The state of Maryland is partnering with Facebook under a new cyberbullying law to implement a system to educate kids about online bullying and work out a system to alert educators when bullying occurs.

The pilot project should help Facebook readily respond to content-removal requests from Maryland school officials – a measure that many say amounts to censorship.

The program will target people who are “not committing a crime… We’re not going to go after you, but we are going to take down the language off of Facebook, because there’s no redeeming societal value and it’s clearly hurting somebody,” Maryland Attorney General Douglas Gansler told local radio station WTOP.

The libertarian think tank the CATO Institute is calling the measure a “takedown hotline for public school officials” claiming whatever school officials deem as offensive or without societal value will be removed.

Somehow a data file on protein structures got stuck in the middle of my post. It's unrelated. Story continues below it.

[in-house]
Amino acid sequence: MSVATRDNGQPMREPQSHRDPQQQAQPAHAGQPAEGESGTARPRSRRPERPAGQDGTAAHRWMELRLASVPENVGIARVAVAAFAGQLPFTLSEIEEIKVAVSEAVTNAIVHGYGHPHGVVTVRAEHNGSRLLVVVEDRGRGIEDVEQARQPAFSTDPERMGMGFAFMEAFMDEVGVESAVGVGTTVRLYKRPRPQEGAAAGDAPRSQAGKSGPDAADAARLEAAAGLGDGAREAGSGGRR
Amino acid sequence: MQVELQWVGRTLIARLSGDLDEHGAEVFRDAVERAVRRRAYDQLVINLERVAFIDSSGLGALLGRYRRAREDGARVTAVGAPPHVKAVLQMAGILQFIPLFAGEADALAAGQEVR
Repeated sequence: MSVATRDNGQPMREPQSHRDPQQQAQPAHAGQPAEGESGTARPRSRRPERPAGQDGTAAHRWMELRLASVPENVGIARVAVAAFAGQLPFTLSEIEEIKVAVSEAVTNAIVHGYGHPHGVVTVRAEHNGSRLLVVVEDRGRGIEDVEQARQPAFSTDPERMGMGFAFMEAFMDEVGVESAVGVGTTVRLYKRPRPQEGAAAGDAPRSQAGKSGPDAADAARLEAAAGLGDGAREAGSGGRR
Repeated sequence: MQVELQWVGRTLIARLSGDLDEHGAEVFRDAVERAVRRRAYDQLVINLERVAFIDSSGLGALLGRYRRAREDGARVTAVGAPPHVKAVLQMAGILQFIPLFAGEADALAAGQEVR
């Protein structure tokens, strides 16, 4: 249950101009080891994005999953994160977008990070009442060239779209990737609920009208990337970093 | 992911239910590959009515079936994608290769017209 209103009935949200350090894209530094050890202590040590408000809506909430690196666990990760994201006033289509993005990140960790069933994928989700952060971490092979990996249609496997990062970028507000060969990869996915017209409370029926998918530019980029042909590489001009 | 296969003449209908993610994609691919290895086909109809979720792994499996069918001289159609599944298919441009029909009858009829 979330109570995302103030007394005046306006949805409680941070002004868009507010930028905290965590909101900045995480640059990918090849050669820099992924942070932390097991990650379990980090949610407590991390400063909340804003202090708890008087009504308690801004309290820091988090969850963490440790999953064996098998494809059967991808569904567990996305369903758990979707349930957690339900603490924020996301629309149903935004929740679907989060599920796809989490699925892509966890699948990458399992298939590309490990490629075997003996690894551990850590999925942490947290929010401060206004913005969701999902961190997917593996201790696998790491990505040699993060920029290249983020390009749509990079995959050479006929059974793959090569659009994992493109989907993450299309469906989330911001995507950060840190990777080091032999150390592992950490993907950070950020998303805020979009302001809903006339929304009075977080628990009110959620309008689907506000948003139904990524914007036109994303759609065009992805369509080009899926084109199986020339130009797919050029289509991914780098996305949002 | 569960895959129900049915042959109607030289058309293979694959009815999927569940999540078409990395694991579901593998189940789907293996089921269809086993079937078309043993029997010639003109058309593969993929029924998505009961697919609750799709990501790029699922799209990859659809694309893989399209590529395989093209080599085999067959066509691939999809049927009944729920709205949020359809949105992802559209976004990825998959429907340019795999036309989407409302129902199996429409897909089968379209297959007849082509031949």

New York City criminal defense attorney Scott Greenfield told the Wall Street Journal that partnership between a state and a private institute like Facebook could cast a wider net of censorship.

Facebook, as a private company, can decide to remove anything it wants from its website. But when those decisions are being made by government employees it becomes a First Amendment issue, Greenfield said.

Having school officials dictate social media could also be seen as an overextension of power.

Requests to remove content could “institutionalize a process where the teachers appear capable of making a determination on the value of speech outside the realm of school,” Greenfield said.

“Facebook continues to look for ways to help parents, teens and educators better understand the safety features built into our service,” said Facebook spokesperson Brooke Oberwetter in a statement.

Facebook is likely trying to get ahead of other telecom companies offers programs to help schools monitor the social media activity of students.

In September, California’s Glendale School District announced it is paying $40,500 a year to Geo Listening to monitor the social media activity of middle and high school students.

Sources: Wall Street Journal, TechDirt